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Buddy sour or just adjusting to new situation?

I have a 3 yr old ottb who has been the only horse on the property for the last three weeks. He was agitated being by himself the first couple days but settled in nicely.

My outdoor arena isn’t done so I hack out in the pasture and he has been a doll. Green yes, but very responsive and progressing quickly.

I brought home a semi-retired older horse yesterday as a companion and it was love at first sight. They were turned out in adjacent paddocks and he had a total meltdown when I brought in the old guy first. They had only been out next to each for several hours.

I stalled the old guy this afternoon to ride. Old guy does call for ottb some.

Ottb was distracted at first while lunging but settled down and listened pretty well, lunging is done fairly close to barn. Mounted up and went to ride out in field and ottb was a mess the whole time. I was surprised he was even willing to ride away from the barn. Was able to walk/trot but even with lots of transitions and circles etc he never truly focused and came close to melt down several times.

Both horses were out with a group where they were at previously, but neither displayed any herd bound behavior.

With that long background :), my question is should I be worried about both but especially the ottb being herd bound? Or is it likely that once both settle into the routine my ottb will be back to his happy, responsive self when removed from the other horse?

Aka just how worried should I be on day 2?

3 weeks is a very long time for a horse to go without seeing another horse. I’m betting he’s not sure he is going to get to keep his new found friend and once this pattern of “come in, work, go out with buddy” is established, that he will settle down.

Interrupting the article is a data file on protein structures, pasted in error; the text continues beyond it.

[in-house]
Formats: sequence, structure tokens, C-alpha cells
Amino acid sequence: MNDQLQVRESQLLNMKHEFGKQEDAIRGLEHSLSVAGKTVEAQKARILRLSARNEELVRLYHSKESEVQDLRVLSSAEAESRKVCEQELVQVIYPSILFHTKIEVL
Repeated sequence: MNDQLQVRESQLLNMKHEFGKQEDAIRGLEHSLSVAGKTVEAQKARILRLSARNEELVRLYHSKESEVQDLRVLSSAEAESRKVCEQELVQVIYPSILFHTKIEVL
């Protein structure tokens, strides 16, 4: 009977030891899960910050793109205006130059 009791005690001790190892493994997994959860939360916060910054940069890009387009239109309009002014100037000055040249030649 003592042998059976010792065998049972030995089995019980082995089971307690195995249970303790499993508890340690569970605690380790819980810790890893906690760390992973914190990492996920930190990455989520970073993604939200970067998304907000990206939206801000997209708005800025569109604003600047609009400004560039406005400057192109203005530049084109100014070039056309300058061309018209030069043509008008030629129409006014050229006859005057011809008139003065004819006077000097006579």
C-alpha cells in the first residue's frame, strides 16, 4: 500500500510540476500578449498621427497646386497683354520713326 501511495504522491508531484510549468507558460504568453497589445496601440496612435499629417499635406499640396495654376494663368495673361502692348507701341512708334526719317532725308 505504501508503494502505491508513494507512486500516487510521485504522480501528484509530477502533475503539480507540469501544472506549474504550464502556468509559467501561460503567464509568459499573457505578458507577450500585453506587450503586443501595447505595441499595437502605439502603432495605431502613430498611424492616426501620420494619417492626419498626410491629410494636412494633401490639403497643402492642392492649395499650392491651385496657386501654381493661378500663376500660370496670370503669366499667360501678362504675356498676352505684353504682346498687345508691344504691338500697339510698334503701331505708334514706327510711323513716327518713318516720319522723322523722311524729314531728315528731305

Don’t worry too much. It might be worth while to have shorter workouts, possibly more than once daily if need be (to get everything you want to achieve, done), so that he doesn’t develop bad habits or new avoidance behaviors during this transitional period.

Thanks yourcolorfuladdiction. I am hopeful that he will realize that his friend isn’t going anywhere and this anxiety will decrease. I turned out the friend first this morning which cued immediate stall pacing and vocalization.

I like the idea of multiple short sessions per day and perhaps this will reinforce that the buddy is not going to be taken away more quickly.

Update. Day 4.

Current approach. I know this is a transition phase for both critters but am trying to proactively combat long term problems with separation anxiety - would love to hear any input people have!

The boys have been separated into adjacent paddocks for turnout and stalled next to each other but they can’t see each other. OTTB is out in big pasture and has slowly increased his distance from old guy but has not wandered over the hill out of sight yet. Unfortunately I can’t separate them any further than this other than one outside and one in the barn. I hesitate to do this because I know OTTB will work himself into a lather and since he has a winter coat and it is chilly I worry about him getting sick. Old guy gets agitated and calls a lot but doesn’t appear to be a danger to himself the way ottb is. With them able to call for each other I imagine the wait it out process would be at least several days long.